Annorax and Janeway are both chasing windmills across the decades. He wants to get back in time, she wants to get back in space. They're both obsessed, and in love with their mechanical monstrosities that they use to try to make the galaxy do their bidding. At the end of the episode, we're led to believe that the the insanity of Annorax isn't an inevitability - that his destiny can be altered through the agency of people who love him. One can only hope that this is true of Janeway, too.
I suppose I should talk about the curious decision to structure an episode on the model of a war between Captain Nemo and Captain Ahab. But I'm too disgusted to do that, too bogged down in the predictability of the plot, the heavy-handedness of the symbolism and the unoriginality of the ending. I'm going to ignore the ways this reminded me of a dozen other Reset Button Trek Tales, including Voyager's own "Time and Again." I'm not going to ask why no one ever mentioned the timeline in which Kes encountered the Krenim - has she been wiped out of history, or just out of the fourth season? OK, maybe I can't really ignore those things, but they're not what made this episode irredeemable for me. Janeway did that.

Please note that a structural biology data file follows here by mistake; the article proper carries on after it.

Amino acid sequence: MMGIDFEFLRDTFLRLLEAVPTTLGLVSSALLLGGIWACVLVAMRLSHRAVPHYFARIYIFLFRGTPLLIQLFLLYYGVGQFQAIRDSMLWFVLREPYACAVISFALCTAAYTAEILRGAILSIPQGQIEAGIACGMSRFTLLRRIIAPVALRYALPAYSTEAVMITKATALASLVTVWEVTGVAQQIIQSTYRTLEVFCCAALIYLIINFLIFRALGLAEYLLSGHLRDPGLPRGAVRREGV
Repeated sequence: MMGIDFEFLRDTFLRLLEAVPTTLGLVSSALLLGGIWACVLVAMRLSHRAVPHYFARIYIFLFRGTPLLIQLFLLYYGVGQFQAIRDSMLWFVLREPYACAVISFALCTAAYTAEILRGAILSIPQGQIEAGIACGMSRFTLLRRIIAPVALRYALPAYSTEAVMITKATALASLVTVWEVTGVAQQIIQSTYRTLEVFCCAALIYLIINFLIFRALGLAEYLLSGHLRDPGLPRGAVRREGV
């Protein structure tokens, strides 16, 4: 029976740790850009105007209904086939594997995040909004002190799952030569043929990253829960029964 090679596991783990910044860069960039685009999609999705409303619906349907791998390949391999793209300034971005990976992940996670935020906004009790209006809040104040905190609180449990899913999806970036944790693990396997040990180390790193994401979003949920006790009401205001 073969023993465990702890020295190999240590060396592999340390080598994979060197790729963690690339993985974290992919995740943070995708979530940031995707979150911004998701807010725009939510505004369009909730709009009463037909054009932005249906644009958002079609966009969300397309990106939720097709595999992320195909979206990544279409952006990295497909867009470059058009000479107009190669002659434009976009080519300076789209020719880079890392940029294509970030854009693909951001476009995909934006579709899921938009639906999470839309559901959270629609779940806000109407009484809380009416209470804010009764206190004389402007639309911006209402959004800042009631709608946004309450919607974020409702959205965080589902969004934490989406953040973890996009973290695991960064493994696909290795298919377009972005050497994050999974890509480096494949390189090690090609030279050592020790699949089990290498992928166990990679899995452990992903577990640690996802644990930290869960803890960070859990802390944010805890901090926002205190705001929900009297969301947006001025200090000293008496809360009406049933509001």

Voyager's writers accomplished something I had not believed possible. They had me cheering aloud when they killed Janeway off. I'm with the Doc: that woman was not fit to command, though I'd love to know whom he thought was going to take over in her absence. I suppose she saved the galaxy, but it was sheer coincidence, since she didn't understand anything about the temporal problems she was dealing with. If she had, she would have kept her ship in that nebula for a few extra days.
As Annorax said in last week's episode, the ability to alter time makes its linear progression irrelevant. Whether Janeway pursued him a day, a week, a decade later would not have mattered in the end, if she realized that resetting the clock would wipe out whatever came after the moment of incursion, and possibly what came before as well. She didn't have to risk her ship and remaining crew in her haste to engage the Krenim - if anything, her doing so could have led to their deaths before she stopped Annorax, thus permitting his timeline to succeed. Chakotay may have flunked quantum mechanics, but Janeway's the one who doesn't seem to have a clue.